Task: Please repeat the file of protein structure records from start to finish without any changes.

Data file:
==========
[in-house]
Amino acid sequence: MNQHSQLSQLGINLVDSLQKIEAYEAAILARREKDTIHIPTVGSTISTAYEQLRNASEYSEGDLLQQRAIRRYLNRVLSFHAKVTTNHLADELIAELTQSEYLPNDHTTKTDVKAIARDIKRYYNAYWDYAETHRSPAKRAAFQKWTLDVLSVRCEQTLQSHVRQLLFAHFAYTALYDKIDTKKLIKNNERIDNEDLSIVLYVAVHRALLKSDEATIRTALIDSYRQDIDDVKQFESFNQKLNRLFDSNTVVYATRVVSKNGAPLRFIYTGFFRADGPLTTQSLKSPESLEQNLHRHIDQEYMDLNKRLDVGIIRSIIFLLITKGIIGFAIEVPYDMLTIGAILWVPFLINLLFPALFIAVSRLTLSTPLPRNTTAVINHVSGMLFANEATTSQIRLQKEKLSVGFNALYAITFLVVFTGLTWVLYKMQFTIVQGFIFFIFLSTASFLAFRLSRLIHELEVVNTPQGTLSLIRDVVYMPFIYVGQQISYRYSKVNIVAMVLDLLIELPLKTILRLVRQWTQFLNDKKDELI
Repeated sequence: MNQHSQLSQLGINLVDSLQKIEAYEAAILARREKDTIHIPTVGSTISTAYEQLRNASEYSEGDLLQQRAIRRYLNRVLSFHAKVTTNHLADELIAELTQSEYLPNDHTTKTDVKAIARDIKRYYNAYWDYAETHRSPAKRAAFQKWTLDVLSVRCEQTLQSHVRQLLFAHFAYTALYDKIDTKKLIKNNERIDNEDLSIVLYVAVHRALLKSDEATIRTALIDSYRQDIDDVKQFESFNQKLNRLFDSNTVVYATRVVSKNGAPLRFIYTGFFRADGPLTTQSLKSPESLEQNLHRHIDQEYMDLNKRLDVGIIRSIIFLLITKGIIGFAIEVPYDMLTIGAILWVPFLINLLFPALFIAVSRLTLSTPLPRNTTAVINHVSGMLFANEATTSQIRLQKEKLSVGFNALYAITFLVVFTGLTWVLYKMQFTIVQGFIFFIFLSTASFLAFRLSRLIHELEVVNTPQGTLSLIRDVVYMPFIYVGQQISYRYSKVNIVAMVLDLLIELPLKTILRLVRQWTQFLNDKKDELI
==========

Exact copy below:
[in-house]
Amino acid sequence: MNQHSQLSQLGINLVDSLQKIEAYEAAILARREKDTIHIPTVGSTISTAYEQLRNASEYSEGDLLQQRAIRRYLNRVLSFHAKVTTNHLADELIAELTQSEYLPNDHTTKTDVKAIARDIKRYYNAYWDYAETHRSPAKRAAFQKWTLDVLSVRCEQTLQSHVRQLLFAHFAYTALYDKIDTKKLIKNNERIDNEDLSIVLYVAVHRALLKSDEATIRTALIDSYRQDIDDVKQFESFNQKLNRLFDSNTVVYATRVVSKNGAPLRFIYTGFFRADGPLTTQSLKSPESLEQNLHRHIDQEYMDLNKRLDVGIIRSIIFLLITKGIIGFAIEVPYDMLTIGAILWVPFLINLLFPALFIAVSRLTLSTPLPRNTTAVINHVSGMLFANEATTSQIRLQKEKLSVGFNALYAITFLVVFTGLTWVLYKMQFTIVQGFIFFIFLSTASFLAFRLSRLIHELEVVNTPQGTLSLIRDVVYMPFIYVGQQISYRYSKVNIVAMVLDLLIELPLKTILRLVRQWTQFLNDKKDELI
Repeated sequence: MNQHSQLSQLGINLVDSLQKIEAYEAAILARREKDTIHIPTVGSTISTAYEQLRNASEYSEGDLLQQRAIRRYLNRVLSFHAKVTTNHLADELIAELTQSEYLPNDHTTKTDVKAIARDIKRYYNAYWDYAETHRSPAKRAAFQKWTLDVLSVRCEQTLQSHVRQLLFAHFAYTALYDKIDTKKLIKNNERIDNEDLSIVLYVAVHRALLKSDEATIRTALIDSYRQDIDDVKQFESFNQKLNRLFDSNTVVYATRVVSKNGAPLRFIYTGFFRADGPLTTQSLKSPESLEQNLHRHIDQEYMDLNKRLDVGIIRSIIFLLITKGIIGFAIEVPYDMLTIGAILWVPFLINLLFPALFIAVSRLTLSTPLPRNTTAVINHVSGMLFANEATTSQIRLQKEKLSVGFNALYAITFLVVFTGLTWVLYKMQFTIVQGFIFFIFLSTASFLAFRLSRLIHELEVVNTPQGTLSLIRDVVYMPFIYVGQQISYRYSKVNIVAMVLDLLIELPLKTILRLVRQWTQFLNDKKDELI